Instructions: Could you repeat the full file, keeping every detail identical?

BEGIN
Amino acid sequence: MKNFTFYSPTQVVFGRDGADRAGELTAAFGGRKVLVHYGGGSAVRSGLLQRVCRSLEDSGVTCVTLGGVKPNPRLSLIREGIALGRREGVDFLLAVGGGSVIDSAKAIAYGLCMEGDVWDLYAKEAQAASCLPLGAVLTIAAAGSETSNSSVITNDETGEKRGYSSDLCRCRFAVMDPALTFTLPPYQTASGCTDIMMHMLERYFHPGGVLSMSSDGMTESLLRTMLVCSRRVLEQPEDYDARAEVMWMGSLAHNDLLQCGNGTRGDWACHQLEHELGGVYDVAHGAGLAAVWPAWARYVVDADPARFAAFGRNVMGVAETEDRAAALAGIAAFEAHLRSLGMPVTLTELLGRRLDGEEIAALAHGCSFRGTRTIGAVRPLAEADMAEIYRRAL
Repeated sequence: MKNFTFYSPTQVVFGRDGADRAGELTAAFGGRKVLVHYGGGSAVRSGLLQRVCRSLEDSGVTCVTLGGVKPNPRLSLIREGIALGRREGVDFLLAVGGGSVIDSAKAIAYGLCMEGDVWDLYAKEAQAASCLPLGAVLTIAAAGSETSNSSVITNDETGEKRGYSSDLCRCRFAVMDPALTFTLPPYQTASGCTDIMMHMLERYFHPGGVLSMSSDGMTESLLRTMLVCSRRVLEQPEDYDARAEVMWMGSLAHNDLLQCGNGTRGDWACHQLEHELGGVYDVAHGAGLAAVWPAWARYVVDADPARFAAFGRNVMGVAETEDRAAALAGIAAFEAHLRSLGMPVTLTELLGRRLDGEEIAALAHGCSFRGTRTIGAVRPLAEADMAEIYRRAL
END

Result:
Amino acid sequence: MKNFTFYSPTQVVFGRDGADRAGELTAAFGGRKVLVHYGGGSAVRSGLLQRVCRSLEDSGVTCVTLGGVKPNPRLSLIREGIALGRREGVDFLLAVGGGSVIDSAKAIAYGLCMEGDVWDLYAKEAQAASCLPLGAVLTIAAAGSETSNSSVITNDETGEKRGYSSDLCRCRFAVMDPALTFTLPPYQTASGCTDIMMHMLERYFHPGGVLSMSSDGMTESLLRTMLVCSRRVLEQPEDYDARAEVMWMGSLAHNDLLQCGNGTRGDWACHQLEHELGGVYDVAHGAGLAAVWPAWARYVVDADPARFAAFGRNVMGVAETEDRAAALAGIAAFEAHLRSLGMPVTLTELLGRRLDGEEIAALAHGCSFRGTRTIGAVRPLAEADMAEIYRRAL
Repeated sequence: MKNFTFYSPTQVVFGRDGADRAGELTAAFGGRKVLVHYGGGSAVRSGLLQRVCRSLEDSGVTCVTLGGVKPNPRLSLIREGIALGRREGVDFLLAVGGGSVIDSAKAIAYGLCMEGDVWDLYAKEAQAASCLPLGAVLTIAAAGSETSNSSVITNDETGEKRGYSSDLCRCRFAVMDPALTFTLPPYQTASGCTDIMMHMLERYFHPGGVLSMSSDGMTESLLRTMLVCSRRVLEQPEDYDARAEVMWMGSLAHNDLLQCGNGTRGDWACHQLEHELGGVYDVAHGAGLAAVWPAWARYVVDADPARFAAFGRNVMGVAETEDRAAALAGIAAFEAHLRSLGMPVTLTELLGRRLDGEEIAALAHGCSFRGTRTIGAVRPLAEADMAEIYRRAL